The report for the Business Climate Survey 2018 is now published and can be found using the following link:
Business Climate Survey 2018
‘Farm Finance’ Workshops – West Falkland
On behalf of the FIDC Team, let me renew our thanks to all who attended our ‘Farm Finance’ workshop last week.
We at FIDC are building a programme of assistance to help improve farm business performance. This session was intended to be a timely intervention - while wool prices are good - to ensure farmer owners/managers have a grip of all available controls (agricultural, genetic, financial, marketing, and so on) such that if a downturn comes, they have resilience and a buffer against the lower incomes. This means getting farm performance up to the max, and part of this is being able to run the finances, not to let them run you.
The fairly basic session we’ve just carried out aimed to meet a range of learner needs, with the goal of making sure that financial information is gathered, interpreted, and used to keep the farm in tip-top condition; going from farm, to farm business.
With the arrival of the Wool Innovation Director, Ed Dugan, we took this opportunity to see how farm ‘benchmarking’ could develop – taking farmers’ better understanding and more rigorous use of their financial data as just one way to make informed farming decisions.
We set out to show during the session last week;
· That a Business Plan is always needed. Not just to gain funds to buy the farm, but as a way to set a goal, and monitor progress along the way. We stressed that it’s not just a ‘do once and forget’ exercise, but is something you return to, revise, and adapt. We were struck by the fact that few farm enterprises run to plans.
· That financial information is not only a requirement for others – tax, statutory obligations, lenders – but is a tool for you as business owners/managers. We outlined the differences in financial accounting and management accounting (this latter being the one we value most, in decision making). Also, we pointed to the need to forecast as well as look back at how things went. We noted that not many businesses did forecasts, in the belief that “what happens, happens” – weather, world prices, equipment failure, and so on.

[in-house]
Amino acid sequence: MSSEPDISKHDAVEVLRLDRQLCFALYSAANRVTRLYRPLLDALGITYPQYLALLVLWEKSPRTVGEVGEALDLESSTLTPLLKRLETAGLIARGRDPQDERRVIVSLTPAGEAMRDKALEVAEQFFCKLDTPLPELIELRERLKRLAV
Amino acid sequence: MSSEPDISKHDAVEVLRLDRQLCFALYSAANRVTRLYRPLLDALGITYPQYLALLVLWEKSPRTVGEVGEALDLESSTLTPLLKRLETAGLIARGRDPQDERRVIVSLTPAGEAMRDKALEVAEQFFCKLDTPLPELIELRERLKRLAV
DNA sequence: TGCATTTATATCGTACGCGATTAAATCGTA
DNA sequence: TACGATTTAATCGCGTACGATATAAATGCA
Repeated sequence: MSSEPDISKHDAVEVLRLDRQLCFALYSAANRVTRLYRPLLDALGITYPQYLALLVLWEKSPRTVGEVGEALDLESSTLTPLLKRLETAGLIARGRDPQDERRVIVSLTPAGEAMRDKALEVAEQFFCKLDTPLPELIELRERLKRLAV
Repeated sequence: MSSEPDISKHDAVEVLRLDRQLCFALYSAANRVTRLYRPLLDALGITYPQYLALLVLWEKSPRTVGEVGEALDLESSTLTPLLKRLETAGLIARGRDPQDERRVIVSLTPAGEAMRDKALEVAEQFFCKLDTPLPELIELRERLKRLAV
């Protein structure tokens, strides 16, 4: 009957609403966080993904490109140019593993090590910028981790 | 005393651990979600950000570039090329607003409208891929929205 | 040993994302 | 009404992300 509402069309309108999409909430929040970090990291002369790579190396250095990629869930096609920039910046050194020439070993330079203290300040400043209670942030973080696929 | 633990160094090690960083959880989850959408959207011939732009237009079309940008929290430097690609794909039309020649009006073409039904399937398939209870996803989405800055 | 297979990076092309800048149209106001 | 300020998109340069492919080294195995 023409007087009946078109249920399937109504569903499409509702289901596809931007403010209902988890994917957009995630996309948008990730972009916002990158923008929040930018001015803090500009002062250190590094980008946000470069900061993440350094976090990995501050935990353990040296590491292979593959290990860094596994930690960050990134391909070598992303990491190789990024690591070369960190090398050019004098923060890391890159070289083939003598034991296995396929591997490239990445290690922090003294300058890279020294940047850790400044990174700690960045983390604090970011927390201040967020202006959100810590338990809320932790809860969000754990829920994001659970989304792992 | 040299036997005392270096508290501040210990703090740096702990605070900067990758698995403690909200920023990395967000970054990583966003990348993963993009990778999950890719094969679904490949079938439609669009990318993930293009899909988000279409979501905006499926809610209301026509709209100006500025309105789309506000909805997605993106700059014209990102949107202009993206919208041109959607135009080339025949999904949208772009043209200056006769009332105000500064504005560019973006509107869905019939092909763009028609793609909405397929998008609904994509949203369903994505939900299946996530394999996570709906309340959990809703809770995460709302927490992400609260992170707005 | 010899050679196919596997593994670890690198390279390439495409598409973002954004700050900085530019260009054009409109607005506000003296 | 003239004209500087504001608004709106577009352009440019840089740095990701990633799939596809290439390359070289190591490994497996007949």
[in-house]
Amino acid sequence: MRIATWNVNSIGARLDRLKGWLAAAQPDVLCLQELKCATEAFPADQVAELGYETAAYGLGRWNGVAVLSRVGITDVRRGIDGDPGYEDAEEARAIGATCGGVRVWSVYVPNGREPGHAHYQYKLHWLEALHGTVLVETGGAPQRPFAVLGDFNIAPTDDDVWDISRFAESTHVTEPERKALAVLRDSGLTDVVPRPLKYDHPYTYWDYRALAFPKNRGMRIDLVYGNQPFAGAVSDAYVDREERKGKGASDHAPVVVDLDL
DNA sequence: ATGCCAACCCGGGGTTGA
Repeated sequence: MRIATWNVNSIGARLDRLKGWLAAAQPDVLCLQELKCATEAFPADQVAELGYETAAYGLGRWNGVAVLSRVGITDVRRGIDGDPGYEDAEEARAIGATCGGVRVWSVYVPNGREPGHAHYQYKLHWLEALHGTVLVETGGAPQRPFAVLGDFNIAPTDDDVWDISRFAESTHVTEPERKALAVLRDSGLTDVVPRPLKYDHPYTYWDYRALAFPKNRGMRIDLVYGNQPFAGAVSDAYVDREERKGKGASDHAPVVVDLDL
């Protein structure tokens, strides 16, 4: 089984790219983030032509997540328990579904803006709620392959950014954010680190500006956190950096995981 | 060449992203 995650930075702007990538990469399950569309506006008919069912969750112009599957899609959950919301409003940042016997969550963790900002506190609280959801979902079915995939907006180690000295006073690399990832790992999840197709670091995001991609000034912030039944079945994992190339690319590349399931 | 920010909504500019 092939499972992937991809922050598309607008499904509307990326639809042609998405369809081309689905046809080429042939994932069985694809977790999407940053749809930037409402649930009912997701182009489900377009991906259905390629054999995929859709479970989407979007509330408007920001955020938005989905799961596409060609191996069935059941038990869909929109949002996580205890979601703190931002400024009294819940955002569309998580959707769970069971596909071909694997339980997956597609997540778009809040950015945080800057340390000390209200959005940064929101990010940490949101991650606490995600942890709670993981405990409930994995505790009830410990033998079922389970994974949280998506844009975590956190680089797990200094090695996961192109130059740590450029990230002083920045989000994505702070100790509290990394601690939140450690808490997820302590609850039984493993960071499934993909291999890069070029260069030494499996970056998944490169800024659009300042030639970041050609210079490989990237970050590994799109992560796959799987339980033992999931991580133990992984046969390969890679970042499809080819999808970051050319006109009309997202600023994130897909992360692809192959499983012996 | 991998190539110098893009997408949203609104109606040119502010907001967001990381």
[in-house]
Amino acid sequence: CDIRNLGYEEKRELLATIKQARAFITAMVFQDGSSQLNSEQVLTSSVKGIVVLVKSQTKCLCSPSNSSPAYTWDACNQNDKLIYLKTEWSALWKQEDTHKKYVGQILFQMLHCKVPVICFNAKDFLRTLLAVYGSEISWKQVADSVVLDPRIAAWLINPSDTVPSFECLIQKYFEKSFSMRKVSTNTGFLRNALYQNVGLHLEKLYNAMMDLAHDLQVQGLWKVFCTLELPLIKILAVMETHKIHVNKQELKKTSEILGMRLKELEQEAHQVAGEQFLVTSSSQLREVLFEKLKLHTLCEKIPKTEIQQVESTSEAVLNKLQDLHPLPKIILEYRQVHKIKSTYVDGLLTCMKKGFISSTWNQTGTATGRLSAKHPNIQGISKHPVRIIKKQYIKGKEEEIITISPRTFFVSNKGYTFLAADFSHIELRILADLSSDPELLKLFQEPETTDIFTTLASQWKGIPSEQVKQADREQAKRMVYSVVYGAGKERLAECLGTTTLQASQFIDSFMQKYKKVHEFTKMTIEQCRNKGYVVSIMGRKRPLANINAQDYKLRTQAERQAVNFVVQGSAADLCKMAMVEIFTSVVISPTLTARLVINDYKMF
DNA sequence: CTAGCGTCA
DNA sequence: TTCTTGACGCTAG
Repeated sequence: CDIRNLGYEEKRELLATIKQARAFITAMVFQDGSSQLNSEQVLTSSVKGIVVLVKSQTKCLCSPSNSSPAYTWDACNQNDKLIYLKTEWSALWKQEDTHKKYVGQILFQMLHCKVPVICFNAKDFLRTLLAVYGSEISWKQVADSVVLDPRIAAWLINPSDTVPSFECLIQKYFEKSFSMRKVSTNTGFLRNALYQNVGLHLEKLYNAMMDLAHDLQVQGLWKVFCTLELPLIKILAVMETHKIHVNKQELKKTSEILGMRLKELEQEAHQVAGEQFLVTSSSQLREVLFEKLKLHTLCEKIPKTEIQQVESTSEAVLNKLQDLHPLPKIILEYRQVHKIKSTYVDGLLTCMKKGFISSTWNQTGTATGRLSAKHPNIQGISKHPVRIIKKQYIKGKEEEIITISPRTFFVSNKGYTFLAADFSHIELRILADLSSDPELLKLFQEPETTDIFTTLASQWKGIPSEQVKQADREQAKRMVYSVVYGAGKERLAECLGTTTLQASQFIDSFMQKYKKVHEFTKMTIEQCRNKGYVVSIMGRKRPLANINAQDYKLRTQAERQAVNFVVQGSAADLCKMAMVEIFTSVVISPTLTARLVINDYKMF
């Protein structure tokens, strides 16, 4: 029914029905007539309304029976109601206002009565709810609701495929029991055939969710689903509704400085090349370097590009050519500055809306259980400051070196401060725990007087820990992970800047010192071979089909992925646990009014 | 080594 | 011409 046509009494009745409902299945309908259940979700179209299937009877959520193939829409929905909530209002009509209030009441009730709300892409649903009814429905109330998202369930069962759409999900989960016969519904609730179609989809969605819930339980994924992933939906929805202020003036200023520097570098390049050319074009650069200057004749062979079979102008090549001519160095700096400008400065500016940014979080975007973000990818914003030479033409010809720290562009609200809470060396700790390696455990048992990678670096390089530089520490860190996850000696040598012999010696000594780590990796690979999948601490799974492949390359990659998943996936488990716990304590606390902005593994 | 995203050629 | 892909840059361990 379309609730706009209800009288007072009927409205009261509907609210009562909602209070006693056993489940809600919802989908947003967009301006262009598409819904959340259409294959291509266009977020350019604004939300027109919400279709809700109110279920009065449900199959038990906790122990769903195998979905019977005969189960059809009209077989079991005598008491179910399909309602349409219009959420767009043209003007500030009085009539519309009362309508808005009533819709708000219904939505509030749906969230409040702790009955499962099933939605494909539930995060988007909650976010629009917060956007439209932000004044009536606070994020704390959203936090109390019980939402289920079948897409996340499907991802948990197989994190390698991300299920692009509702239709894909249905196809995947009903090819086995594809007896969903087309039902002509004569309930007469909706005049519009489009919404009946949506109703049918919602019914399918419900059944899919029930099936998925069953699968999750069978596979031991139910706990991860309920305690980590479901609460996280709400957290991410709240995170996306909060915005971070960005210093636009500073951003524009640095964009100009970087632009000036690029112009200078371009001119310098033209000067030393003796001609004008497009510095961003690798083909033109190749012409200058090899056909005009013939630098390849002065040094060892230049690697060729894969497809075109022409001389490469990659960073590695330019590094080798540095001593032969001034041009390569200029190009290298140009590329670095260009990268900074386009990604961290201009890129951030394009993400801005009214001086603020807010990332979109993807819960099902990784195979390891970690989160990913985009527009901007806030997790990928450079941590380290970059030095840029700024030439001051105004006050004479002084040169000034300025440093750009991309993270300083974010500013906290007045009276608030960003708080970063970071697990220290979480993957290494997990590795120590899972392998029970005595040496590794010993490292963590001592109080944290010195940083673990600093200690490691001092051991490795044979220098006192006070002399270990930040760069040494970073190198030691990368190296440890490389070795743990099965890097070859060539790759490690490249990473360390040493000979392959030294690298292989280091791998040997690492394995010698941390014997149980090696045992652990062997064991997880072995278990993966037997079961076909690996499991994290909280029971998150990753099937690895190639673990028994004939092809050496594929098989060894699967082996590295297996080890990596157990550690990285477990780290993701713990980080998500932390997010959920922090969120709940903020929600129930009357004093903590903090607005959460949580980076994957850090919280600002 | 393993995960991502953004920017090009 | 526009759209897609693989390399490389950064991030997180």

· We set out the ‘three pillars’ of financial management – cashflow; profit & loss; and balance sheet – explaining to groups (that readily grasped the concepts) that cashflow shows how money comes and goes over time, that profit and loss shows just what you’d expect it to at a year end, and that if you want to see if there is any value building up in an enterprise you look to the balance sheet.
· We demonstrated how a few small changes in a cashflow management (e.g. credit controls) can aid the business and showed you that you might need less capital to start something, or need to borrow less once going. Also, we looked at how changes to planned sales volumes, costs, overheads, and prices can secure better net margin and net profits.
· In looking at assets, liabilities and equity on the balance sheet, we showed how you might build long-term value in a business – useful if you want to sell it, and essential to understand if you are comparing farm enterprises for sale. We noted great interest in the value of brands.
All of this pointed out that you can actively manage finances and make decisions - with more and better data; for example, if trying to decide should you diversify, or add a new farm enterprise, or sell now, or buy later?
We hope this short course, and the workbook, and any further help asked of us, will give participants confidence in making these farm enterprise choices. So, how does this square with farm benchmarking and the delivery of the different actions agreed within the Wool Innovation Programme?
You need to know your costs of production, and in competitive and volatile markets to drive these down. Certain things cost the same across the Islands and some differ when you or a neighbour are buying (or selling…). Same when comparing our wool production worldwide; to be competitive we need to know how we stand in relation to others.
While short, Ed Dugan considers this trip as valuable in the better understanding of the West Falkland climate and environment, the wool production enterprises and the issues around the logistics and movement of goods and stock.
The need for robust forward preparation of resources and staff, combined with a good fall back plan may remain part of West Falkland farm gate to wool store movements. With wools return to that of a valuable product, the rewards for managing the timing of the marketing should be seen as a key part of any on-farm business plan.
No doubt Ed will be back to you in the coming weeks to keep you informed on the delivery of his Programme.
Position on the Falkland Islands Development Corporation Board
The appointment of Mr Andrew Newman as Vice Chair has created an opportunity for a representative of the business community to join the FIDC Board as a Co-opted Member.
This is an exciting time to become more involved with the Islands’ economy, informing governance decisions while delivering on the Corporation’s business plan, and subsequent programs and initiatives.
This is a one-year term in the first instance with the opportunity to extend.
If you are interested in finding out more about this opportunity, please contact Sue Faria
Interested parties are invited to submit expressions of interest in writing setting out their relevant knowledge, skills and experience by no later than
28 th May 2018.
FIDC Board Secretary
Falkland Islands Development Corporation
Changing places and new faces at the Development Corporation.
New appointments for FIDC, at the Board, Senior Management and support levels.
Andrew Newman - Vice Chair of the Falkland Islands Development Corporation Board